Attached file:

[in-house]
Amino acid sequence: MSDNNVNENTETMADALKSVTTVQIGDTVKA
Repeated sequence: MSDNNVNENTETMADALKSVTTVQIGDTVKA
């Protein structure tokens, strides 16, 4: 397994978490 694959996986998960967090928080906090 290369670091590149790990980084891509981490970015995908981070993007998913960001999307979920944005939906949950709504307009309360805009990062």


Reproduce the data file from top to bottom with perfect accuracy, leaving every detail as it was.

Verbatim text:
[in-house]
Amino acid sequence: MSDNNVNENTETMADALKSVTTVQIGDTVKA
Repeated sequence: MSDNNVNENTETMADALKSVTTVQIGDTVKA
């Protein structure tokens, strides 16, 4: 397994978490 694959996986998960967090928080906090 290369670091590149790990980084891509981490970015995908981070993007998913960001999307979920944005939906949950709504307009309360805009990062």